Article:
Jasper accomplished the task with a few key-strokes. "Done," she said, studying her monitor. Then she took a sharp, deep breath. "Their data format has changed to ours! My god, that was fast!" Her hoarse voice dropped to a whisper. "Most of it is comprehensible, now. See?" She transferred the text to the main bridge display so that they could all read it.

"Unidentified vessel," the large screen spelled out. "This is the (no-such-word). Analysis of your communication indicates friendly intentions on your part. However, please state your name, origin, manifest, and purpose for the record."

The others looked to Edman. He swallowed and took a moment to generate some saliva in his mouth. "Tell them," he said, "that we are the Earth ship, Mayflower, carrying colonists, and we request permission to enter orbit around the third planet to carry out peaceful exploration and establish a settlement." He tried to sound formal, aware of the momentous occasion. Jasper made the entry on the keyboard with clumsy fingers.

"Acknowledged, Mayflower," the bridge display read. "You are cleared to orbit, but be advised that you are in controlled space. (No-such-word) center requests you alter course by three solar-arcs, starboard, and increase speed to 0.28 C to avoid other traffic. If possible, please contact (no-such-word) center directly via the (no-such-word)."

Edman had to chuckle. The fusion drive had been shut down permanently weeks ago when braking had been completed. The ship carried only enough conventional fuel for the maneuvering thrusters and a single firing of the main rocket when they were ready to drop into orbit. The old junker couldn't go any faster.

Edman did some number-crunching using the flight-control system. He discovered the requested course correction was minor and could be achieved using thrusters alone. It would merely add a week to their nearly four-decade-long journey. Edman took hold of the side-stick controller.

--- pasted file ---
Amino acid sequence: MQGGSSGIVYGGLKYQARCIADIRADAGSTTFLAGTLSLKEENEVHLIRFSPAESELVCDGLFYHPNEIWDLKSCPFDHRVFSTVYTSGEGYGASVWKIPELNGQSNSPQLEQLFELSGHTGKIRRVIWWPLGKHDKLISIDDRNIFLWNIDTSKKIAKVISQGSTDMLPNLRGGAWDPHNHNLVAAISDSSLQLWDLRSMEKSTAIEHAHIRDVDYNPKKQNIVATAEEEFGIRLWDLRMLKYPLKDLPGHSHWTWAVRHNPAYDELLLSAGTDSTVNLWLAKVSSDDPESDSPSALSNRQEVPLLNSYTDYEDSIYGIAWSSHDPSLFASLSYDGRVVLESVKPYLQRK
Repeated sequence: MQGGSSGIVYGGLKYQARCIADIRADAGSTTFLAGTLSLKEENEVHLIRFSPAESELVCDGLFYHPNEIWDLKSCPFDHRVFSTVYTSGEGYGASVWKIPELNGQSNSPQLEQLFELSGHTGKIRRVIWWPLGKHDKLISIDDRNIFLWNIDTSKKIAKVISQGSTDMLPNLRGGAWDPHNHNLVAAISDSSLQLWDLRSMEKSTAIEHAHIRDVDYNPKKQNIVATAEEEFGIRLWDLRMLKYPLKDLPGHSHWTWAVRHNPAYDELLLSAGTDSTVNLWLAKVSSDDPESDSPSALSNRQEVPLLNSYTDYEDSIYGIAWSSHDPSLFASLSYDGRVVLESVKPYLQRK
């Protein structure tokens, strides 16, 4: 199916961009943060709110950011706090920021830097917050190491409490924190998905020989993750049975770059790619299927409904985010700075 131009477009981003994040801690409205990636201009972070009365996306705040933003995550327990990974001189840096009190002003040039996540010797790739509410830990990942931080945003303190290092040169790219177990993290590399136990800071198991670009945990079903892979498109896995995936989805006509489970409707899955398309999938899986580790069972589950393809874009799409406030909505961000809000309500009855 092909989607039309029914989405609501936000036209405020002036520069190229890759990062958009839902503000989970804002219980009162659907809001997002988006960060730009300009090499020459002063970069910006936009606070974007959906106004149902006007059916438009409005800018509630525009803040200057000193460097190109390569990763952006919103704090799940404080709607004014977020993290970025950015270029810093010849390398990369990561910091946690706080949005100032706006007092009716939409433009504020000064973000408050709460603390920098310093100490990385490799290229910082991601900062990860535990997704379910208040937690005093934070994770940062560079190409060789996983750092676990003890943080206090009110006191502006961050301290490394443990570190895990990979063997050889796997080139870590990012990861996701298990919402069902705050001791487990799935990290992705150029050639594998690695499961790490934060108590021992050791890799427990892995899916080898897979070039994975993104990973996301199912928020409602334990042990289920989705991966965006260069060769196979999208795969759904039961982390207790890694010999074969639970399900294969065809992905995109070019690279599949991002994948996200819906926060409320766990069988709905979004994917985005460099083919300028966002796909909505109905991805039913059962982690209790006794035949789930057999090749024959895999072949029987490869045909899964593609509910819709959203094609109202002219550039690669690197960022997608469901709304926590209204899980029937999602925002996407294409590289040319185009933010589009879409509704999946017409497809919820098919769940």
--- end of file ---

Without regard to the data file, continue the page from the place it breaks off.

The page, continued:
"Coming about by three solar-arcs, starboard," he said and glanced at Jasper. "But tell them that this is our top speed and that our comm is limited to VHF, UHF, and microwave." The slight acceleration forced Peterson to hang on tightly to the back of Dawson's seat.

"Acknowledged, Mayflower," was the reply. "Maintain your present course and speed. We will escort you to orbit. The following is relayed from (no-such-word) center: Welcome to (no-such-word), Earth ship Mayflower. We have eight planets, seventeen moons, and thousands of orbiting communities inhabited by sixty-three different species. There are numerous spacious accommodations to choose from for the new residents you are bringing to our diverse community. All of (no-such-word) looks forward to greeting you and adding your cultural heritage to our rich mixture. End of message. As Captain of the (no-such-word), let me also extend my own personal welcome to you, on behalf of my crew and my people, the (no-such-word). We are honored by your presence."

Peterson whistled. "Jackpot," he said. Dawson was crying. He put his hand on her shoulder.

Jasper became animated. She typed rapidly, talking to herself, and then turned to Edman. "Request permission to send this message, sir." Her back was ram-rod straight.

Edman read it off of the main screen and nodded. "This is Captain John Edman of the Mayflower," it said, "on behalf of my crew, my passengers, and the people of Earth, I accept your warm welcome and hospitality with abundant gratitude. You have made our mission a success."

"Permission granted, Elizabeth," he said. "And don't ever call me sir, again." He smiled. "We're through with that now." She smiled back at him and then transmitted the message with a flourish of her arm.